Saturday 19 October 2019

Isil families freed amid warnings on security

Lisa Smith before she turned to Islam when she says she was feeling suicidal
Lisa Smith before she turned to Islam when she says she was feeling suicidal

Sara Elizabeth Williams

Hundreds of women and children, including relatives of jihadists, are to be released today from the Syrian camp where Isil bride Lisa Smith was held until recently.

Despite warnings over security, up to 800 will be handed to their families following talks between the Syrian Democratic Forces (SDF), the mainly Kurdish US proxy group that runs the camp, and leaders of the tribes to which the camp inmates belong.

Ms Smith gives an interview to ITV in Syria. Picture:
Ms Smith gives an interview to ITV in Syria. Picture:

The Al-Hol camp is notorious as it holds Shamima Begum, one of the so-called teenage jihadist brides from east London, along with at least half a dozen British Isil members.

Irish Isil bride Lisa Smith and her young daughter were moved from there to another camp in Syria in April.

A second mass release of Al-Hol residents is expected to follow later this week.

The releases were decided despite concerns the camp has become a powder keg for extremism, with some of its people still radicalised.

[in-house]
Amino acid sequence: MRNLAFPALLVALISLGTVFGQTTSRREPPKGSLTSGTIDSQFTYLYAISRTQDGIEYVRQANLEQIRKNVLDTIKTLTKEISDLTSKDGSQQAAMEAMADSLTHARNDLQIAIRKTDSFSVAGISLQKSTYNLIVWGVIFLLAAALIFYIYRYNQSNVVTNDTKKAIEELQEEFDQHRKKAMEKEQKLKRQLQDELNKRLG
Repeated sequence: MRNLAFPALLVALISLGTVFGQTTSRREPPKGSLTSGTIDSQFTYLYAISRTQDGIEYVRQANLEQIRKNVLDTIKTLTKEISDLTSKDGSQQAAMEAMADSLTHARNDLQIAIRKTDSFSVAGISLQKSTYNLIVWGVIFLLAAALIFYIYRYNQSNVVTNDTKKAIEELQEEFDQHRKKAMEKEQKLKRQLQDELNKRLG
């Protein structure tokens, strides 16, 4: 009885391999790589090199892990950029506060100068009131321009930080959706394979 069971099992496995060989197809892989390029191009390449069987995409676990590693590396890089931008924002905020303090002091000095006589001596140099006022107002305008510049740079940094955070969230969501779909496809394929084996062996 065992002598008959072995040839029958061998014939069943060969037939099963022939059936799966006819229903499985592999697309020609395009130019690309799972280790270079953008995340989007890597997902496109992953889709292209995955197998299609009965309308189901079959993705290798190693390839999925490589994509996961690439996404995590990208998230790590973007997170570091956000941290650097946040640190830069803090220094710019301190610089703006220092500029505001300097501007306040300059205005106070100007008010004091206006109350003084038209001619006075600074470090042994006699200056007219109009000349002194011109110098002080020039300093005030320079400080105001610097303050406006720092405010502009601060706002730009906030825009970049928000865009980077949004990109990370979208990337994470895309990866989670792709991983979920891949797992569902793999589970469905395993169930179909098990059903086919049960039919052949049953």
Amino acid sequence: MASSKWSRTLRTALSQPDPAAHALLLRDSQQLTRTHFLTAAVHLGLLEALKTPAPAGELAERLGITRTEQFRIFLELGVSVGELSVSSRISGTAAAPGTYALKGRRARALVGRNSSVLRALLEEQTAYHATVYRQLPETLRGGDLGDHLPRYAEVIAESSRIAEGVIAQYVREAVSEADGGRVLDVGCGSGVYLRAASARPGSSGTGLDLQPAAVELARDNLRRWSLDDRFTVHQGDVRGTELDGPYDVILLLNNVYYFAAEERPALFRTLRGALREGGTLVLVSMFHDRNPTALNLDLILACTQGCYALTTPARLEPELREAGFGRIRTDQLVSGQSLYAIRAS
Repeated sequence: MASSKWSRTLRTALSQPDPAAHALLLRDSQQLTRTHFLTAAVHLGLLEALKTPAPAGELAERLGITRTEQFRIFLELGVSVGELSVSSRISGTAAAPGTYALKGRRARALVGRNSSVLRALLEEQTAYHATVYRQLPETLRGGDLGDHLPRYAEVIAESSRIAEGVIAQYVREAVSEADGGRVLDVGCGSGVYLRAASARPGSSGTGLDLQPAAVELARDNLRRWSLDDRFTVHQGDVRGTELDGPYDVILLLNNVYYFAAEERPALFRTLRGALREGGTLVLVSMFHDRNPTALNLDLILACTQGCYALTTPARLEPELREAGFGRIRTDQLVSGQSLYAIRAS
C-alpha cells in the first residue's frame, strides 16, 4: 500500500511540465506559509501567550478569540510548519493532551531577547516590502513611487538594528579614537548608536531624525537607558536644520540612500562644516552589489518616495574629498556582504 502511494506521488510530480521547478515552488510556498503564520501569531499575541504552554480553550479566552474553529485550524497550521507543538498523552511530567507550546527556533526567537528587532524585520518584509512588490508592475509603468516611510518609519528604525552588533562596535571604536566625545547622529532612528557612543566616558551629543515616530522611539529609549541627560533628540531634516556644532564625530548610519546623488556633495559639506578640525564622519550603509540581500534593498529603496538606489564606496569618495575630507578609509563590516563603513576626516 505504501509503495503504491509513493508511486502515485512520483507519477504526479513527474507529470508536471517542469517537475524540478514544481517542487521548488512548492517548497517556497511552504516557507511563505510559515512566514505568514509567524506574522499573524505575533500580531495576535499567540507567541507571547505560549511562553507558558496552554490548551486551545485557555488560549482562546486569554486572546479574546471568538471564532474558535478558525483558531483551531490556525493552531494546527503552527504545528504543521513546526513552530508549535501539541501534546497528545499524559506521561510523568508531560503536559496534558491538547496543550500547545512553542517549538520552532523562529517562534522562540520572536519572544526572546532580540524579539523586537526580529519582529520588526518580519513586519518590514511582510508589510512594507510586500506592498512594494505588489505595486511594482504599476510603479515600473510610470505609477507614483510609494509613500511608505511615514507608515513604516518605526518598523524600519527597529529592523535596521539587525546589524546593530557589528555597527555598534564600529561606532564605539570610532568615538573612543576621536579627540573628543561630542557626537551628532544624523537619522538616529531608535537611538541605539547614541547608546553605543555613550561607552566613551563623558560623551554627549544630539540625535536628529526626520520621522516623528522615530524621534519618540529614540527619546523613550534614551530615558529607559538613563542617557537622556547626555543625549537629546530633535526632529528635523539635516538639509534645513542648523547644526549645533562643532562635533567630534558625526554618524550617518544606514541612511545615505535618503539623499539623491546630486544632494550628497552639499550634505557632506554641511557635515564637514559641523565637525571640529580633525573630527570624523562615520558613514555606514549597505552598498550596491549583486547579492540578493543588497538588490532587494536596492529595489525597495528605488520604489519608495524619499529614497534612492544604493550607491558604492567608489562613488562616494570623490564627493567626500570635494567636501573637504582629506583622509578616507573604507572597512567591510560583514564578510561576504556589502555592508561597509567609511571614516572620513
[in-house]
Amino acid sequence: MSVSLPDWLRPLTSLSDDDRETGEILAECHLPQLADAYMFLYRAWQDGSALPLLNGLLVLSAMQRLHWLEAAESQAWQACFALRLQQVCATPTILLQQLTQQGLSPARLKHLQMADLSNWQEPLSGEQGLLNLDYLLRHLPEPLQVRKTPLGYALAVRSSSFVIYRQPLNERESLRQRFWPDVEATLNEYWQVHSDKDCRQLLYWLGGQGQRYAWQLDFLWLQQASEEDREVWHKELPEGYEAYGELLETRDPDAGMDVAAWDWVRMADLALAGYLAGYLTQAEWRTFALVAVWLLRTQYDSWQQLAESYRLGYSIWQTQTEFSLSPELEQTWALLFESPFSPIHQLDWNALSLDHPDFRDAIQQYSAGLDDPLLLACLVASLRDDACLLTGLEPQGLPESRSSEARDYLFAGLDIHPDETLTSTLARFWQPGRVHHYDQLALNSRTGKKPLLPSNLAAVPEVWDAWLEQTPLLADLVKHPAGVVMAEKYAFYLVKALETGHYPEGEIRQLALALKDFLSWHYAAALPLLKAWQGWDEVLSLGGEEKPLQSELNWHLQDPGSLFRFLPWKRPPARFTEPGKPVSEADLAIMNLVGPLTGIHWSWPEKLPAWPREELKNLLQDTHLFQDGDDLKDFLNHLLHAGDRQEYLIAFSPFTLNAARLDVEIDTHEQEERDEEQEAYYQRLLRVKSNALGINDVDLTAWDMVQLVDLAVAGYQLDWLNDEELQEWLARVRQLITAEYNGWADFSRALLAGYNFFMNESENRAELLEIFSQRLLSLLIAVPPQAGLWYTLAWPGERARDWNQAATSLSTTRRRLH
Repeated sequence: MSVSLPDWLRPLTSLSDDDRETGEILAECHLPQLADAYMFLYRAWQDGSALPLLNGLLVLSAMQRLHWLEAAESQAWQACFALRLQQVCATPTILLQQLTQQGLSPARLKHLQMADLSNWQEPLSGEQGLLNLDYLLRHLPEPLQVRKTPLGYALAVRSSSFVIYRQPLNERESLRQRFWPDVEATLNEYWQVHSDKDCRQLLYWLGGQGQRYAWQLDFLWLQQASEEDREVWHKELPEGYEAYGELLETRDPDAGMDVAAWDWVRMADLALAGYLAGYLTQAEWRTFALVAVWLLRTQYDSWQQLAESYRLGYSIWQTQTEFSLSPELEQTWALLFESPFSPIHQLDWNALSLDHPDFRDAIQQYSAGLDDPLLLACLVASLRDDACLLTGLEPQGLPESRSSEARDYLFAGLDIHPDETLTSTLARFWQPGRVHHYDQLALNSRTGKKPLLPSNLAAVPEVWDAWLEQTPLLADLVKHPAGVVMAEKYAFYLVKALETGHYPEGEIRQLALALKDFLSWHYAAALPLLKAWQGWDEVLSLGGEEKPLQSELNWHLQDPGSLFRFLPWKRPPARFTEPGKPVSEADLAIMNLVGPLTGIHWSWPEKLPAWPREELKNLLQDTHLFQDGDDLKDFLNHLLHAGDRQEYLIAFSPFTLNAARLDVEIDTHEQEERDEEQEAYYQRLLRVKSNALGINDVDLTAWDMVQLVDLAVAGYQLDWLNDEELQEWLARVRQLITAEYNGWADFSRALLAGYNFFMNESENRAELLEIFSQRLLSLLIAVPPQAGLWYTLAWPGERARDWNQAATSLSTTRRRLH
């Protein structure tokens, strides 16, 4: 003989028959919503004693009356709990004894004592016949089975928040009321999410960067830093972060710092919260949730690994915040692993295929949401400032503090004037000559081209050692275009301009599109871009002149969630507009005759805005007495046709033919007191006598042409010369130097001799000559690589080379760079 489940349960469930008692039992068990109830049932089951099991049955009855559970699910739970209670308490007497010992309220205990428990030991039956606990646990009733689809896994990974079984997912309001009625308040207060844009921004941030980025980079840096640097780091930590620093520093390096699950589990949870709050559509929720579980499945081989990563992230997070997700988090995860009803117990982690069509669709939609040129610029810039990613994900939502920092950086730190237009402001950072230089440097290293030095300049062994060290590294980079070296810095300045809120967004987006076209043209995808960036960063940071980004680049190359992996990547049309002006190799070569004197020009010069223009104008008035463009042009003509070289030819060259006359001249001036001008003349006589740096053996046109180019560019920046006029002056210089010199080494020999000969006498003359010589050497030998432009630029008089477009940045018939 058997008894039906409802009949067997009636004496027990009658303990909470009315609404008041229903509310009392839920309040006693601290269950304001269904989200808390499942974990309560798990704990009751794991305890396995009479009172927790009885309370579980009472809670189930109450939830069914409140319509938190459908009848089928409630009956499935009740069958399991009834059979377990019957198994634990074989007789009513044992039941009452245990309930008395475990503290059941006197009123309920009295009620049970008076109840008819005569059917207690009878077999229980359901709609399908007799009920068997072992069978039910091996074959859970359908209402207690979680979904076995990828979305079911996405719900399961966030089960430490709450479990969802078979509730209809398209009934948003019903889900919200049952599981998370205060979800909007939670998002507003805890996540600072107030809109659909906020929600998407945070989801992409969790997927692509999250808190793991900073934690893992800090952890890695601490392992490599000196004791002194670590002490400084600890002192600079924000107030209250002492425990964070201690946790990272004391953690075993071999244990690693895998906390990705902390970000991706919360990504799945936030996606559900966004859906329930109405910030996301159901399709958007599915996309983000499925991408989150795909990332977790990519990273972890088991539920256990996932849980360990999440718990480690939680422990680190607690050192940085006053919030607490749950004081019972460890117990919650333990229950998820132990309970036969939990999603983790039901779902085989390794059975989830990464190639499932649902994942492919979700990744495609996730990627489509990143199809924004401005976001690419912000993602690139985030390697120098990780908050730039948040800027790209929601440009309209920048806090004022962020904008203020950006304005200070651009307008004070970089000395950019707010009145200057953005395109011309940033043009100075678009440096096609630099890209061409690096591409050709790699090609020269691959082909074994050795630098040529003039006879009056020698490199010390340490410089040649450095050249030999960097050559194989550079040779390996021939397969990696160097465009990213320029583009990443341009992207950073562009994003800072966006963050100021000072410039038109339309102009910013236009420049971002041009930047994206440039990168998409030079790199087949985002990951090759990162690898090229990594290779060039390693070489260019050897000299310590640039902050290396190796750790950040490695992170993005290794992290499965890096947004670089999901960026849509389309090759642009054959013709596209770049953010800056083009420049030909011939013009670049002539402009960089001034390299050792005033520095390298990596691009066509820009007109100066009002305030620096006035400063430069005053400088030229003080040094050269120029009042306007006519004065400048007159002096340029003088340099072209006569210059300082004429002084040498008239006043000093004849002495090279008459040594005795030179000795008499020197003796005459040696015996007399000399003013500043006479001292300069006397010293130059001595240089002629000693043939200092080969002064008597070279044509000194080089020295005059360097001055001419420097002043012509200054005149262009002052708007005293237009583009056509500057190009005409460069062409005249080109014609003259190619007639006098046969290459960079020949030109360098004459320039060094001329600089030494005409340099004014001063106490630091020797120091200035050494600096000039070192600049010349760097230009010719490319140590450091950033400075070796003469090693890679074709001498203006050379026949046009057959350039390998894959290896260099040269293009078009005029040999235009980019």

The SDF has maintained a practice of negotiating with local Arab tribes to engineer the controlled release of Syrians back into society.

"The SDF early on decided on this approach, and it worked very well in Raqqa, for example, two and a half years ago," said Dareen Khalifa, International Crisis Group's senior Syria analyst.

"They find a member of the community, usually a Kurd, who acts as an interlocutor between the SDF and the Arab tribes."

Huge swathes of the Syrian population were swept up into Isil, many not on ideological grounds, but just for basic survival as the jihadist group took over large swathes of Syria..

Those to be returned, Ms Khalifa said, will be pardoned by the SDF before being released from custody.

Today's group consists of residents of Raqqa and the town of Tabqa, 60km to the west.

Those suspected of having links to Isil will be kept under surveillance by local tribes, who have given guarantees, said Abd al-Mehbach, co-chairman of the Kurdish administration's executive council.

"It is the (Kurdish) administration's duty to its people to play a role in the rehabilitation of these women and children and their reintegration into society," he said.

Ali Mahamid Ali, a Raqqa tribal leader, said Arab tribes were trying to secure the release of all Syrian women held in Al-Hol, including by offering guarantees.

"They are all our sisters, our mothers," he said.

In deeply tribal eastern Syria, such a guarantee is an ironclad promise and could serve as a bulwark against the spread of Isil ideology by former members.

But, for the SDF, there is also a powerful financial driver to get Al-Hol's population under control.

Each camp resident costs around €27 per day to feed and house, according to Crisis Group research - and that's before security costs.

Despite its military backing, the US has offered limited support for the battle's aftermath, supporting the construction of just one prison.

Although there has been extensive coverage of foreign fighters, women and children, they are relatively few: fewer than 2,000 foreign men are thought to be in SDF custody.

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